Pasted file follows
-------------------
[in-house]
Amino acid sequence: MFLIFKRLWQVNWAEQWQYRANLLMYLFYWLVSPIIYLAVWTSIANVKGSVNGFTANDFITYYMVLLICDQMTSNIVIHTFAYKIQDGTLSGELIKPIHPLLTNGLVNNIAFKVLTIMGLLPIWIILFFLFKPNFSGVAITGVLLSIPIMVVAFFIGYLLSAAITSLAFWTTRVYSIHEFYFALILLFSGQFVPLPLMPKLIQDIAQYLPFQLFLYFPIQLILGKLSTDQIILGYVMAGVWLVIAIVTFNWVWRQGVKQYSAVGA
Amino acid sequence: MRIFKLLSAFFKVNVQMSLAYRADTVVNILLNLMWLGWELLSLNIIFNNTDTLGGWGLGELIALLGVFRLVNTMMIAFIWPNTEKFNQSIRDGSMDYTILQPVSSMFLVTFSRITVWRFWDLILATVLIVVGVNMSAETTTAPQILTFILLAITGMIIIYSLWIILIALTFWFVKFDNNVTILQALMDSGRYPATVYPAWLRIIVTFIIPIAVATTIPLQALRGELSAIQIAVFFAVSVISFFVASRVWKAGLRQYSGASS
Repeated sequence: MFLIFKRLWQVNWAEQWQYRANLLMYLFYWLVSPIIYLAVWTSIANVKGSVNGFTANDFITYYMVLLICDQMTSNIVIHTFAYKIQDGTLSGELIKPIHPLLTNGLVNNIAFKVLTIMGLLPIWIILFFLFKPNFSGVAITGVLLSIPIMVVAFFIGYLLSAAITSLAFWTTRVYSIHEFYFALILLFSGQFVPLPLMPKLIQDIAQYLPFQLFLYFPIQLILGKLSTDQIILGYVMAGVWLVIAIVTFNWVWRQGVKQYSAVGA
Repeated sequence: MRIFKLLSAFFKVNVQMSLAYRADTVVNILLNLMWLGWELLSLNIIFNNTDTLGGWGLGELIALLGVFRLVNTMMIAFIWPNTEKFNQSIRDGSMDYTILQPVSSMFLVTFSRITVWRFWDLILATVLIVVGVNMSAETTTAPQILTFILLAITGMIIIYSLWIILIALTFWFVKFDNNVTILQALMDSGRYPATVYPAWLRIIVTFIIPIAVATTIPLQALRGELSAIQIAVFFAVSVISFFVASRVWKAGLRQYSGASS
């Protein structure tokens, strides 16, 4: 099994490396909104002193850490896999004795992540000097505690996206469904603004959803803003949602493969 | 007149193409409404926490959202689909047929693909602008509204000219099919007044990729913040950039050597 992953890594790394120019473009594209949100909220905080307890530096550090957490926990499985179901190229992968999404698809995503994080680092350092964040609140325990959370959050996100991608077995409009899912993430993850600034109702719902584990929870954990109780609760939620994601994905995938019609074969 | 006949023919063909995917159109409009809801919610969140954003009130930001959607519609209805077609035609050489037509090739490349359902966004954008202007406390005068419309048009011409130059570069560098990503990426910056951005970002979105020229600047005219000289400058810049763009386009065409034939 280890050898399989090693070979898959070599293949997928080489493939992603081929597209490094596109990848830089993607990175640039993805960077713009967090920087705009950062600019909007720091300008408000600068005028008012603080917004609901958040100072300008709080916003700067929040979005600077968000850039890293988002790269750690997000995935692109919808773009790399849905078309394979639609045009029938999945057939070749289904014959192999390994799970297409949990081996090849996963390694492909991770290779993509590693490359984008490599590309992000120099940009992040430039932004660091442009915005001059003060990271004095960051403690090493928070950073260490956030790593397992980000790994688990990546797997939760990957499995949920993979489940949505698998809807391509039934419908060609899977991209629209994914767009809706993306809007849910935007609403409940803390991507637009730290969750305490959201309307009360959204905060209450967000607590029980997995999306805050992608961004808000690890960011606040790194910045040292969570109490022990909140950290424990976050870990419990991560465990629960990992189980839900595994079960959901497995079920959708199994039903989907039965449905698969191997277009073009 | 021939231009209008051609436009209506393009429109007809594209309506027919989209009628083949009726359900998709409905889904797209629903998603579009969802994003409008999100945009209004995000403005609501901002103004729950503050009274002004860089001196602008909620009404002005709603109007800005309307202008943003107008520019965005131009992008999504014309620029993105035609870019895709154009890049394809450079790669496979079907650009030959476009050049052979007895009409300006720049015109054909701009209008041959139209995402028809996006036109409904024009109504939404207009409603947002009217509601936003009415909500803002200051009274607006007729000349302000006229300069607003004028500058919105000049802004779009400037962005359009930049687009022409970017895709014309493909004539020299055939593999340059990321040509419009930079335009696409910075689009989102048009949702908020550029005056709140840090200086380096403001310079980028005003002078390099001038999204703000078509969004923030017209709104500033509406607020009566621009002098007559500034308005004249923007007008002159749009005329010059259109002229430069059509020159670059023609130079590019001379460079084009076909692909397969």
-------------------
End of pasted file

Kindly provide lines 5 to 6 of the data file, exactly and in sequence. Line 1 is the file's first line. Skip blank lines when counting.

Repeated sequence: MRIFKLLSAFFKVNVQMSLAYRADTVVNILLNLMWLGWELLSLNIIFNNTDTLGGWGLGELIALLGVFRLVNTMMIAFIWPNTEKFNQSIRDGSMDYTILQPVSSMFLVTFSRITVWRFWDLILATVLIVVGVNMSAETTTAPQILTFILLAITGMIIIYSLWIILIALTFWFVKFDNNVTILQALMDSGRYPATVYPAWLRIIVTFIIPIAVATTIPLQALRGELSAIQIAVFFAVSVISFFVASRVWKAGLRQYSGASS
């Protein structure tokens, strides 16, 4: 099994490396909104002193850490896999004795992540000097505690996206469904603004959803803003949602493969 | 007149193409409404926490959202689909047929693909602008509204000219099919007044990729913040950039050597 992953890594790394120019473009594209949100909220905080307890530096550090957490926990499985179901190229992968999404698809995503994080680092350092964040609140325990959370959050996100991608077995409009899912993430993850600034109702719902584990929870954990109780609760939620994601994905995938019609074969 | 006949023919063909995917159109409009809801919610969140954003009130930001959607519609209805077609035609050489037509090739490349359902966004954008202007406390005068419309048009011409130059570069560098990503990426910056951005970002979105020229600047005219000289400058810049763009386009065409034939 280890050898399989090693070979898959070599293949997928080489493939992603081929597209490094596109990848830089993607990175640039993805960077713009967090920087705009950062600019909007720091300008408000600068005028008012603080917004609901958040100072300008709080916003700067929040979005600077968000850039890293988002790269750690997000995935692109919808773009790399849905078309394979639609045009029938999945057939070749289904014959192999390994799970297409949990081996090849996963390694492909991770290779993509590693490359984008490599590309992000120099940009992040430039932004660091442009915005001059003060990271004095960051403690090493928070950073260490956030790593397992980000790994688990990546797997939760990957499995949920993979489940949505698998809807391509039934419908060609899977991209629209994914767009809706993306809007849910935007609403409940803390991507637009730290969750305490959201309307009360959204905060209450967000607590029980997995999306805050992608961004808000690890960011606040790194910045040292969570109490022990909140950290424990976050870990419990991560465990629960990992189980839900595994079960959901497995079920959708199994039903989907039965449905698969191997277009073009 | 021939231009209008051609436009209506393009429109007809594209309506027919989209009628083949009726359900998709409905889904797209629903998603579009969802994003409008999100945009209004995000403005609501901002103004729950503050009274002004860089001196602008909620009404002005709603109007800005309307202008943003107008520019965005131009992008999504014309620029993105035609870019895709154009890049394809450079790669496979079907650009030959476009050049052979007895009409300006720049015109054909701009209008041959139209995402028809996006036109409904024009109504939404207009409603947002009217509601936003009415909500803002200051009274607006007729000349302000006229300069607003004028500058919105000049802004779009400037962005359009930049687009022409970017895709014309493909004539020299055939593999340059990321040509419009930079335009696409910075689009989102048009949702908020550029005056709140840090200086380096403001310079980028005003002078390099001038999204703000078509969004923030017209709104500033509406607020009566621009002098007559500034308005004249923007007008002159749009005329010059259109002229430069059509020159670059023609130079590019001379460079084009076909692909397969």